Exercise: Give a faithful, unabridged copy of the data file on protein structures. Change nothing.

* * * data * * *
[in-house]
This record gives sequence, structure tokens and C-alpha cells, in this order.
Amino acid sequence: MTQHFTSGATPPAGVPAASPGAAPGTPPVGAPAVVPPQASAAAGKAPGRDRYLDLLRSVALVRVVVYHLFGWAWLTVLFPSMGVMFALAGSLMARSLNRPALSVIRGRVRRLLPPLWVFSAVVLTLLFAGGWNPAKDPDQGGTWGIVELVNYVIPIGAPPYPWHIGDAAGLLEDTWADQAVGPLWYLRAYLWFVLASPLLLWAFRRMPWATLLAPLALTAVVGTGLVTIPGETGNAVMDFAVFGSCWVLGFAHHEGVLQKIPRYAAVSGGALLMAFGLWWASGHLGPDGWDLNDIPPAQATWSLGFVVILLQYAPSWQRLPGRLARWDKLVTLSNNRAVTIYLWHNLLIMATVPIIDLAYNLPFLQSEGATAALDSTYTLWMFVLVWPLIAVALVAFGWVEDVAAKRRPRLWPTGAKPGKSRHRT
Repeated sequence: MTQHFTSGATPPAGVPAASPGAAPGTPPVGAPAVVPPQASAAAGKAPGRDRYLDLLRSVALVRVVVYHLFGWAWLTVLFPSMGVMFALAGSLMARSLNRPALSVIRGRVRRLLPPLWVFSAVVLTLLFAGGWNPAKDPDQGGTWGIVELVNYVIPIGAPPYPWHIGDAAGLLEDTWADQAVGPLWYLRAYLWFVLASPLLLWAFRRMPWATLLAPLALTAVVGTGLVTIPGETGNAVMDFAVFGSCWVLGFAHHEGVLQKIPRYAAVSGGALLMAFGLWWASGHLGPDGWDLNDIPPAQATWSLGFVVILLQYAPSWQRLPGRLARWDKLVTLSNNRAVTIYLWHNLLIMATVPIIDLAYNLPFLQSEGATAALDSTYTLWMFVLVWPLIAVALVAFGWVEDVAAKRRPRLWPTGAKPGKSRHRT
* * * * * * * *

[in-house]
This record gives sequence, structure tokens and C-alpha cells, in this order.
Amino acid sequence: MTQHFTSGATPPAGVPAASPGAAPGTPPVGAPAVVPPQASAAAGKAPGRDRYLDLLRSVALVRVVVYHLFGWAWLTVLFPSMGVMFALAGSLMARSLNRPALSVIRGRVRRLLPPLWVFSAVVLTLLFAGGWNPAKDPDQGGTWGIVELVNYVIPIGAPPYPWHIGDAAGLLEDTWADQAVGPLWYLRAYLWFVLASPLLLWAFRRMPWATLLAPLALTAVVGTGLVTIPGETGNAVMDFAVFGSCWVLGFAHHEGVLQKIPRYAAVSGGALLMAFGLWWASGHLGPDGWDLNDIPPAQATWSLGFVVILLQYAPSWQRLPGRLARWDKLVTLSNNRAVTIYLWHNLLIMATVPIIDLAYNLPFLQSEGATAALDSTYTLWMFVLVWPLIAVALVAFGWVEDVAAKRRPRLWPTGAKPGKSRHRT
Repeated sequence: MTQHFTSGATPPAGVPAASPGAAPGTPPVGAPAVVPPQASAAAGKAPGRDRYLDLLRSVALVRVVVYHLFGWAWLTVLFPSMGVMFALAGSLMARSLNRPALSVIRGRVRRLLPPLWVFSAVVLTLLFAGGWNPAKDPDQGGTWGIVELVNYVIPIGAPPYPWHIGDAAGLLEDTWADQAVGPLWYLRAYLWFVLASPLLLWAFRRMPWATLLAPLALTAVVGTGLVTIPGETGNAVMDFAVFGSCWVLGFAHHEGVLQKIPRYAAVSGGALLMAFGLWWASGHLGPDGWDLNDIPPAQATWSLGFVVILLQYAPSWQRLPGRLARWDKLVTLSNNRAVTIYLWHNLLIMATVPIIDLAYNLPFLQSEGATAALDSTYTLWMFVLVWPLIAVALVAFGWVEDVAAKRRPRLWPTGAKPGKSRHRT